The Diary of a Girl in France in 1821. By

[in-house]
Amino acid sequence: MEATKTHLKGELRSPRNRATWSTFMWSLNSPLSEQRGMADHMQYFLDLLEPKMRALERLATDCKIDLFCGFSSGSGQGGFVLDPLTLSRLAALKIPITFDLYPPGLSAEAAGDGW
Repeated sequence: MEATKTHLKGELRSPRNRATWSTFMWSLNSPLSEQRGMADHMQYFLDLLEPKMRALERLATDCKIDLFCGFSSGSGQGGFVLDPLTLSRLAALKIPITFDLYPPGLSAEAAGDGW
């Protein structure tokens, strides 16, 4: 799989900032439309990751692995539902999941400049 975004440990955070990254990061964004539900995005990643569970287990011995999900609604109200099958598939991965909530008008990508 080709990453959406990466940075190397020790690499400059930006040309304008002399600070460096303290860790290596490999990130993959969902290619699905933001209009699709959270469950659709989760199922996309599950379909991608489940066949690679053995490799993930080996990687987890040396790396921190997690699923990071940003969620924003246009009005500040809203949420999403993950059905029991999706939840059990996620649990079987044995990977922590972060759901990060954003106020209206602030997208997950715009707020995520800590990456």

Mary Browne. Edited by the Hon. H. N. Shore, RN. (John Murray. 9s. net.)—In 1821 Mary Browne, a girl of fourteen, went to France with her father and mother and five brothers and sisters. She met with the disappointments that older people do not escape. She found that there are east winds on the other side of the Channel, and that La Belle France must be looked for elsewhere than in the Pas de Calais. Probably these things were not, on the whole, dis- agreeable. She left England with a strong suspicion that France and French people were very much inferior, and came back to it with the suspicion changed to a conviction. It is not exactly easy to say why the book has been published, but it may come under the general head of materiel pour servir. Here we see the temper which twenty years of war had brought about, and six years of peace had done but little to change.